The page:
South African newswires reported earlier this week that National Union of Metalworkers of South Africa (NUMSA) was calling for a 15% across-the-board wage increase and was threatening strike action.
If a strike goes ahead, it could have a major impact on parts of the ferro-chrome market, given that Samancor is the second largest charge chrome producer in the world. Samancor produces more than 2 million tonnes per year of the alloy and sells more than 500,000 tonnes per year of chrome ore on the export market.
A statement issued by NUMSA on social media on Friday August 12, and seen by Fastmarkets, said it was “on the verge of a strike at Samancor” and that it had “lodged a mutual interest dispute,” which was heard that day by the Metals and Engineering Industries Bargaining Council (MEIBC).
NUMSA, which claims to have a majority of Samancor smelter staff as members, said it was “mobilizing [its] members for a total shutdown” of all company smelters, following the dispute over pay and conditions.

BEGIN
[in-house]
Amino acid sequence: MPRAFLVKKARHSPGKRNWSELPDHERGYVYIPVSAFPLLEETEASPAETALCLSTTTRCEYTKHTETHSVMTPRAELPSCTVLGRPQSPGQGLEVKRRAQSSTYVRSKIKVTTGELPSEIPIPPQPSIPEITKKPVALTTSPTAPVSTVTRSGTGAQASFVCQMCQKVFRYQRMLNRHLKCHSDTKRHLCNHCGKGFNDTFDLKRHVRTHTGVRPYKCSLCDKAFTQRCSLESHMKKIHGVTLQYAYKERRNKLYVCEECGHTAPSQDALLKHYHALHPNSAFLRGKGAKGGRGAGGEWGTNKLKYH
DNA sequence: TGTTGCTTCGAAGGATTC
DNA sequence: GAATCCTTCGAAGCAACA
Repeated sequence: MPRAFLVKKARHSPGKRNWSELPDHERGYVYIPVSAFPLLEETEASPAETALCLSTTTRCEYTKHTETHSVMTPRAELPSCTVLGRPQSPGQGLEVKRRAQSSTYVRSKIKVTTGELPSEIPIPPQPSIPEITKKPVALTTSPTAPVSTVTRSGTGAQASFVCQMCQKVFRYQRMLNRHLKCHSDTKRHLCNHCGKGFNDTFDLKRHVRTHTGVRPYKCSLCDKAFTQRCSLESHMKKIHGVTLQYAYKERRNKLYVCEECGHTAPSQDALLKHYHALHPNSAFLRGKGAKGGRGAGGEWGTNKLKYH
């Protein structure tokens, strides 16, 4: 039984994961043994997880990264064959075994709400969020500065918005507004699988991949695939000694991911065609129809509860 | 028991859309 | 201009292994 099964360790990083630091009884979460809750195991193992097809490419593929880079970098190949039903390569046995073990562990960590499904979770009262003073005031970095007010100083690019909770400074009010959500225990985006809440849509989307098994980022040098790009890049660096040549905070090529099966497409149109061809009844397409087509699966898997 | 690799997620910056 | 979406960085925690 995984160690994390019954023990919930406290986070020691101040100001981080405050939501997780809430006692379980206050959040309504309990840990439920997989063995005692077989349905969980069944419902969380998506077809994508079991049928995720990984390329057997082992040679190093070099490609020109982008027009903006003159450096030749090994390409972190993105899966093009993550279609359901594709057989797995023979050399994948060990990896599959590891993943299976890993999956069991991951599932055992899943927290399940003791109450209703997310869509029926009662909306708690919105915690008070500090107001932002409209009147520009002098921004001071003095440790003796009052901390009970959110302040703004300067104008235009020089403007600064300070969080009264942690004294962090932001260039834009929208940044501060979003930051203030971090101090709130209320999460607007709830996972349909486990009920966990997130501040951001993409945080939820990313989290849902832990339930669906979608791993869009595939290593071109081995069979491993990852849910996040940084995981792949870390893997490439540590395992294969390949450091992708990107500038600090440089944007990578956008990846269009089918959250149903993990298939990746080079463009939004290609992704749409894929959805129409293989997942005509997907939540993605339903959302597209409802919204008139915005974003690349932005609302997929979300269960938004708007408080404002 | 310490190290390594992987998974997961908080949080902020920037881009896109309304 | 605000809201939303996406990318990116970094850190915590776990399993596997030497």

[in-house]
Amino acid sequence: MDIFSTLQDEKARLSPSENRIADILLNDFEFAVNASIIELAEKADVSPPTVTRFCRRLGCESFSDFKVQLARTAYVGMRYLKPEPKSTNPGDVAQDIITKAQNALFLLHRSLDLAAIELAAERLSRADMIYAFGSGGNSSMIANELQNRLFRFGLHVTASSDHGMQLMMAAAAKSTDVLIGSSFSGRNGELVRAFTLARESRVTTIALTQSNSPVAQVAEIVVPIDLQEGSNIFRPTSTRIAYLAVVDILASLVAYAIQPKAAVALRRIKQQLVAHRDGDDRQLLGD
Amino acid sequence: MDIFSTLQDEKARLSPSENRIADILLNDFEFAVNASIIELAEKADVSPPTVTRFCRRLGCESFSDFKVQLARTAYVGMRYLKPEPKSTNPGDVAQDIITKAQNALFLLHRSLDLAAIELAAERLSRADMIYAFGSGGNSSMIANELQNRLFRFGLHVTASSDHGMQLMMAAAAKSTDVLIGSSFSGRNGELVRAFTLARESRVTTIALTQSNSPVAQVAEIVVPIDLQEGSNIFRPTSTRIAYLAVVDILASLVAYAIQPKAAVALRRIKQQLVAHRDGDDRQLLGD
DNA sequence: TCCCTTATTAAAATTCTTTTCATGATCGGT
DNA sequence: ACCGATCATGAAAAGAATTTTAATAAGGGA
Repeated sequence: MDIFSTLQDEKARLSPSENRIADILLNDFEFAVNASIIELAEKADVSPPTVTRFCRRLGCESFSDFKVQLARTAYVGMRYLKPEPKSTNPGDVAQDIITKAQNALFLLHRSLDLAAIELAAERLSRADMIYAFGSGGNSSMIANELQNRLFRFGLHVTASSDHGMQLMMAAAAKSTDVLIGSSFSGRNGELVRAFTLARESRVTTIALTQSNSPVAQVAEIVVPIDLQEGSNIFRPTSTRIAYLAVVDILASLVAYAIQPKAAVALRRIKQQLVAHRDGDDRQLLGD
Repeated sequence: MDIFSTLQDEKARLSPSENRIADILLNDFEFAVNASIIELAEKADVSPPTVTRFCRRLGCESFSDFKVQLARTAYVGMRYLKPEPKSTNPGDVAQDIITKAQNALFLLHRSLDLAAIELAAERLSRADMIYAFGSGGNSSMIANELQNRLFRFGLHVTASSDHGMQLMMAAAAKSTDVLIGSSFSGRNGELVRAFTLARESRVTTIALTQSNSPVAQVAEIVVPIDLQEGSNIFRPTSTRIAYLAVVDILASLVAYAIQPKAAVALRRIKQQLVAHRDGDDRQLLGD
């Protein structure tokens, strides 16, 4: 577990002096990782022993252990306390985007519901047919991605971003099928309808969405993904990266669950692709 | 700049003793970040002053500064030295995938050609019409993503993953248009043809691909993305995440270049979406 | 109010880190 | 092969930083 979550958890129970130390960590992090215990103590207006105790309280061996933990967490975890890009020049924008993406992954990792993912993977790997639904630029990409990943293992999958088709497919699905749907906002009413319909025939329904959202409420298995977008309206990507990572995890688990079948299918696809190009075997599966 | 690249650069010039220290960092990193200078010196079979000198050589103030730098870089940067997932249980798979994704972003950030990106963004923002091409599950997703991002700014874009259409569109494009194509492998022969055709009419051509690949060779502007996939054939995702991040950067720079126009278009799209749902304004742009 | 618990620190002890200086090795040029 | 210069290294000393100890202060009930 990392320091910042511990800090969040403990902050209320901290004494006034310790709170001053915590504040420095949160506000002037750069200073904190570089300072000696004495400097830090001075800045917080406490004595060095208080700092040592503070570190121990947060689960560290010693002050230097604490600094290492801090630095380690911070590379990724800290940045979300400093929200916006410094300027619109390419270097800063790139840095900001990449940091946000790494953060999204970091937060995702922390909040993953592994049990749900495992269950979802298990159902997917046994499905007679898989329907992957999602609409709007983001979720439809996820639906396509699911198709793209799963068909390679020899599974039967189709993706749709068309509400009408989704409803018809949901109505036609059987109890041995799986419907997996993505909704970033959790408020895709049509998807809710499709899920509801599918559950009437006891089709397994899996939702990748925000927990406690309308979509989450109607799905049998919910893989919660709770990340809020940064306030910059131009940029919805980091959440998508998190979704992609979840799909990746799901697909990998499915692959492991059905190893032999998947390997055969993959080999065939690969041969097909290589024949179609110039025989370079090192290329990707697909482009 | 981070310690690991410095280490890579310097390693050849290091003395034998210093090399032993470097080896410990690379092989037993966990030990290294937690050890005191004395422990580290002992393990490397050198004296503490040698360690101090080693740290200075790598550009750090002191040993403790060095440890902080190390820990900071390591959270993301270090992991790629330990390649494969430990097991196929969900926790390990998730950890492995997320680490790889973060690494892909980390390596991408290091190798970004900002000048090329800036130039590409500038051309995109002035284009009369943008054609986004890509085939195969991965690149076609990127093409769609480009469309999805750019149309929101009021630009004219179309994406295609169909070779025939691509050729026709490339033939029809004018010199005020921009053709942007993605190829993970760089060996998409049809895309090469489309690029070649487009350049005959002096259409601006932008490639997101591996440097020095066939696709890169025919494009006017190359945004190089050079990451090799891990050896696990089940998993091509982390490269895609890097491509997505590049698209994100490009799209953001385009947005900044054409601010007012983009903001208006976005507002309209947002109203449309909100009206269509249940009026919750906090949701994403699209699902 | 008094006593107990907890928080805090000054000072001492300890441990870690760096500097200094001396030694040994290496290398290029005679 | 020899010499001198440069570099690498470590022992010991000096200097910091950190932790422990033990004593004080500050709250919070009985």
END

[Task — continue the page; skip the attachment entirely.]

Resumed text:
Samancor had reportedly offered a 6% wage increase, which NUMSA has rejected. The union is also calling for “harmonization of remuneration and conditions of employment,” as well as a housing allowance and 100% medical aid contribution.
The union statement said NUMSA “remains open to negotiations.”
Samancor told Fastmarkets that while it was aware of the union statement, “no strike certificate has been issued.”
The company said 79% of its employees were members of the National Union of Mineworkers (NUM), Solidariteit and UASA the Union, and that they had accepted the company’s offer of a wage increase and other benefits. It added that it hoped the “formal processes at both the MEIBC and [the South African Commission for Conciliation, Mediation and Arbitration] will run [their] course.”
The company said it “remains committed to [engaging with the unions] to ensure that all its employees benefit from the wage agreement,” but added that there had been no more developments since the news broke in the local media.
Fastmarkets contacted both NUMSA and MEIBC for further comment, but had received no response at the time of publication.